Gloucester [ glɒstə ] is a city in the southwest of England, near the border with Wales. 2012 was the population of 123 439 inhabitants. Gloucester is the traditional administrative center of the county of Gloucestershire. Together with the neighboring Cheltenham is the city seat of the University of Gloucestershire.

Gloucester itself is located on the left, the eastern bank of the Severn, about 185 kilometers west-north- west of London. It is surrounded by the Cotswolds to the east, while the Malvern Hills and the Forest of Dean to rise in the west and northwest.

Gloucester has a port which connects the Gloucester and Sharpness ship canal with the embarkation on the Severn. This makes it allows ships, in spite of the tidal flow, to achieve the dock. Until the 1980s, the former harbor district fell with the warehouses and store until finally brought back the renewal of the district lives in the district. Meanwhile, here also the National Waterways Museum is housed, an anchor point of the European Route of Industrial Heritage (ERIH ) as well as numerous high-quality apartments, shops and bars.


The Holy Trinity of Gloucester near the river in the north of the city's cathedral stands on the foundations of an ancient monastery dating from the year 681, St. Peter was dedicated. Here King Edward II was buried in England. Numerous gabled and half-timbered houses of the medieval period Gloucester are preserved. At the intersection of the four main streets of the city, the Tolsey, the town hall, which was replaced by a modern building in 1894. None of the previous public buildings has been preserved with the exception of the New Inn in Northgate Street (1450 ). The New Inn was built for the pilgrims to the shrine of Edward II by Abbot Sebroke.

In addition to numerous churches exist in Gloucester still several smaller chapels. Four churches stand out in their meaning:

  • St. Mary de Lode, with a tower and the pulpit from the Norman period, which was built on a Roman temple complex and thus the first Christian church in Britain should be.
  • St. Mary de Crypt, from the 12th century, with later additions and the must-see tower.
  • The Church of St. Michael, which was said to be built to connect with the ancient Abbey of St. Peter and
  • The Church of St. Nicholas, originally a Norman building, the tower and extensions come from later times.

In the vicinity of St. Mary de Crypt remains of Greyfriars and Blackfriars monasteries have been preserved. Parts of the city walls can be seen here.


The historical tradition of a British settlement at Gloucester ( Caer Glow, Gleawecastre, Gleucestre ) can not be confirmed by documentary evidence. During the Roman occupation of Gloucester was identical to the garrison or colony of Glevum, founded in the reign of Nerva. Parts of the former ramparts can be demonstrated by numerous archaeological finds like shards and coins prove this. Inscriptions, however, are hardly obtained. Evidence for the survival of the settlement after the end of the Roman occupation can be found in the Historia Brittonum, where it is reported that the grandfather of Vortigern Gloucester to have reigned. With the Battle of Deorham 577 Gloucester was an estate of Wessex.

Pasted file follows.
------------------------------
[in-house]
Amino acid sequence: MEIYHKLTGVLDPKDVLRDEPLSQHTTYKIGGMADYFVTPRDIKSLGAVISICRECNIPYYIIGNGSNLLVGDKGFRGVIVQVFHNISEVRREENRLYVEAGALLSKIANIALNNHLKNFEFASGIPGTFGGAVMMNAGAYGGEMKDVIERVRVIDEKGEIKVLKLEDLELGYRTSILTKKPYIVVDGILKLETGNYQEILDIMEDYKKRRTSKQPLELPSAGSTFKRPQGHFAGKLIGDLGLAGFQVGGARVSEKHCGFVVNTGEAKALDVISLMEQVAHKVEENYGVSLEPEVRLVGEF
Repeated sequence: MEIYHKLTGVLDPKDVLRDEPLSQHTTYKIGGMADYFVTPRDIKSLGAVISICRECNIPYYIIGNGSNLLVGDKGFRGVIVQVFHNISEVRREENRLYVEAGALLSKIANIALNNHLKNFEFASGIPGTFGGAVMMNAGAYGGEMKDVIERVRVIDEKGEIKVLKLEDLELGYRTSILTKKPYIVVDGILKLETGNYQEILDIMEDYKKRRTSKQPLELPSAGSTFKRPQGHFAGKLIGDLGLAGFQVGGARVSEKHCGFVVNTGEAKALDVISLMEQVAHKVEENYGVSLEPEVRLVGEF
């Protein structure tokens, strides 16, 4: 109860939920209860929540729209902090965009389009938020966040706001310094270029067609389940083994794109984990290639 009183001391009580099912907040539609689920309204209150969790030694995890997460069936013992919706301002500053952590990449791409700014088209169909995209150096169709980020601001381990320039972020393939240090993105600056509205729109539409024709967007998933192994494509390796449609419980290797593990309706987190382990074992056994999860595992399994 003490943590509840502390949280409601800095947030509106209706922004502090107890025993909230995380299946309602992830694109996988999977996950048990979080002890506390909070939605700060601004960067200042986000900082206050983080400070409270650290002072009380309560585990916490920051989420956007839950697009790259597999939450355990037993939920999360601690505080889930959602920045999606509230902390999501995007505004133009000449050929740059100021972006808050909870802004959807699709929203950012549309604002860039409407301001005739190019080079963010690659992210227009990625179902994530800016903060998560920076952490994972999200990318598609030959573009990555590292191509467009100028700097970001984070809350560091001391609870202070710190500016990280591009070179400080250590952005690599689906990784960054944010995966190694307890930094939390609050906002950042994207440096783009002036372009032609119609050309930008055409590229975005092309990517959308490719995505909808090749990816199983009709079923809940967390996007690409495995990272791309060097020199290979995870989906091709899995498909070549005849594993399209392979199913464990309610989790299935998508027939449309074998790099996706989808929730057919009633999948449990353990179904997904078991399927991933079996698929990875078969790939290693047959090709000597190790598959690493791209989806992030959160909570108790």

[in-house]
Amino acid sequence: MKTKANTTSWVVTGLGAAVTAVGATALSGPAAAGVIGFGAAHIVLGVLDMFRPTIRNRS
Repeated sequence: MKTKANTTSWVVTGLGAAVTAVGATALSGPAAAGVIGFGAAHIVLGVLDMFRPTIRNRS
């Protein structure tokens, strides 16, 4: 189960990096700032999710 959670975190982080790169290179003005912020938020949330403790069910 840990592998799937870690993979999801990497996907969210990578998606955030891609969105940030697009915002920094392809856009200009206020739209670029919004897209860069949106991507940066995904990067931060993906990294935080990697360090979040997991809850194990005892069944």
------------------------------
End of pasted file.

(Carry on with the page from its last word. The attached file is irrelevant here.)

Due to its ideal riverside location 681 the Abbey of St. Peter was founded by Æthelred, which helped the city to a flower; even before the conquest of England by the Normans, was the Borough ( an administrative region ) ruled by a Portreeve, who resided in a castle that was used as a royal residence.

The first Norman ruler, Earl Godwine, was succeeded nearly a century later by Robert of Gloucester. King Henry II of England granted a charter of the year 1155 the citizens of the same rights as the citizens of London and Winchester. The second charter of Henry II the free passage was guaranteed over the Severn. The first charter was confirmed in 1194 by King Richard I.. The Charter of King John in the year 1200, the rights of the city were considerably expanded.

The Battle of Gloucester in 1643 was one of the most important battles of the English Civil War, from which emerged the Parliamentary troops victorious.

Until the construction of the Severn Bridge in 1966 Gloucester was the lowest crossing point of the river. There is a road bridge which has been built by Thomas Telford in 1829 and is notable for its very flat arch construction. But because of their elegance and its narrow width it is no longer used for traffic. Since 1974 it has been added in parallel a modern road bridge.

One of the strangest British traditions that is carried on for 200 years, the origin of which is unknown, will take place on the last weekend in May at Coopers Hill, Gloucester, place - the annual cheese rolling.

On 23 July 2007 Gloucester was hit by a flood of the century, flooding large parts of the city.


By far the most popular sport in Gloucester Rugby Union is. The Gloucester RFC is represented in the English top league and playing in Kingsholm Stadium.

Twin Cities

  • Germany Trier in Germany since June 29, 1959
  • France Metz in France
  • Netherlands Gouda in the Netherlands

Sons and daughters of the town

  • Glyn Ford ( born 1950 ), politician
  • Ivor Gurney (1890-1937), composer and poet
  • William Hayes (1708-1777), organist and composer
  • William Ernest Henley (1849-1903), writer
  • Callum MacLeod (* 1988), British racing driver
  • Berkely Mather (1909-1996), writer
  • George Washborne Morgan (1822-1892), organist and composer
  • William Moseley (* 1987), actor
  • Simon Pegg ( b. 1970 ), comedian, actor and screenwriter
  • Robert Raikes (1735-1811), newspaper publisher and social reformer, founder of Sunday schools
  • Susan Sallis ( born 1929 ), writer
  • Fred West (1941-1995), serial killers
  • George Whitefield (1714-1770), preacher and co-founder of Methodism
  • Nathan James Sykes (* 1993), singer of the band The Wanted